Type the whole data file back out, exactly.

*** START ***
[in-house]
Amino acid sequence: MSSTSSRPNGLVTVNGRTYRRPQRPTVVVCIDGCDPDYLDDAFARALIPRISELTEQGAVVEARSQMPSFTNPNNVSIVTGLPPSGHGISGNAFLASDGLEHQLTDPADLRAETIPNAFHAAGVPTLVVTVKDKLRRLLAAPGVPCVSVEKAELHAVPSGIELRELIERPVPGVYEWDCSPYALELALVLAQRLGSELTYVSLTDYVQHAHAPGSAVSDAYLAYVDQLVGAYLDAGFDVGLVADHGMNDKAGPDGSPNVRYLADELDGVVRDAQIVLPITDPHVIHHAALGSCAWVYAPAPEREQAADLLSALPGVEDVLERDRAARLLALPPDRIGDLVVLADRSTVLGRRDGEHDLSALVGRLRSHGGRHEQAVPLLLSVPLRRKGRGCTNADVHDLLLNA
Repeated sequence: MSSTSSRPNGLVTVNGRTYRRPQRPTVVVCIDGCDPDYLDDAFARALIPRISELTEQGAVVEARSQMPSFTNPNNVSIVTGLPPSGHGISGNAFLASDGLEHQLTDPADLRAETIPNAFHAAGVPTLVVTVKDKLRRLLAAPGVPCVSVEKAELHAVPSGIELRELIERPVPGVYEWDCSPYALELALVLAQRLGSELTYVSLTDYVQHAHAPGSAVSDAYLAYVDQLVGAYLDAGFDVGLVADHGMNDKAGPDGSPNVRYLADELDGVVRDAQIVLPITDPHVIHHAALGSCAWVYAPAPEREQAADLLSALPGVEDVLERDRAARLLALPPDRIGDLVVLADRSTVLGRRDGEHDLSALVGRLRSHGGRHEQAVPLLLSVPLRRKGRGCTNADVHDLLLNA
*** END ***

[in-house]
Amino acid sequence: MSSTSSRPNGLVTVNGRTYRRPQRPTVVVCIDGCDPDYLDDAFARALIPRISELTEQGAVVEARSQMPSFTNPNNVSIVTGLPPSGHGISGNAFLASDGLEHQLTDPADLRAETIPNAFHAAGVPTLVVTVKDKLRRLLAAPGVPCVSVEKAELHAVPSGIELRELIERPVPGVYEWDCSPYALELALVLAQRLGSELTYVSLTDYVQHAHAPGSAVSDAYLAYVDQLVGAYLDAGFDVGLVADHGMNDKAGPDGSPNVRYLADELDGVVRDAQIVLPITDPHVIHHAALGSCAWVYAPAPEREQAADLLSALPGVEDVLERDRAARLLALPPDRIGDLVVLADRSTVLGRRDGEHDLSALVGRLRSHGGRHEQAVPLLLSVPLRRKGRGCTNADVHDLLLNA
Repeated sequence: MSSTSSRPNGLVTVNGRTYRRPQRPTVVVCIDGCDPDYLDDAFARALIPRISELTEQGAVVEARSQMPSFTNPNNVSIVTGLPPSGHGISGNAFLASDGLEHQLTDPADLRAETIPNAFHAAGVPTLVVTVKDKLRRLLAAPGVPCVSVEKAELHAVPSGIELRELIERPVPGVYEWDCSPYALELALVLAQRLGSELTYVSLTDYVQHAHAPGSAVSDAYLAYVDQLVGAYLDAGFDVGLVADHGMNDKAGPDGSPNVRYLADELDGVVRDAQIVLPITDPHVIHHAALGSCAWVYAPAPEREQAADLLSALPGVEDVLERDRAARLLALPPDRIGDLVVLADRSTVLGRRDGEHDLSALVGRLRSHGGRHEQAVPLLLSVPLRRKGRGCTNADVHDLLLNA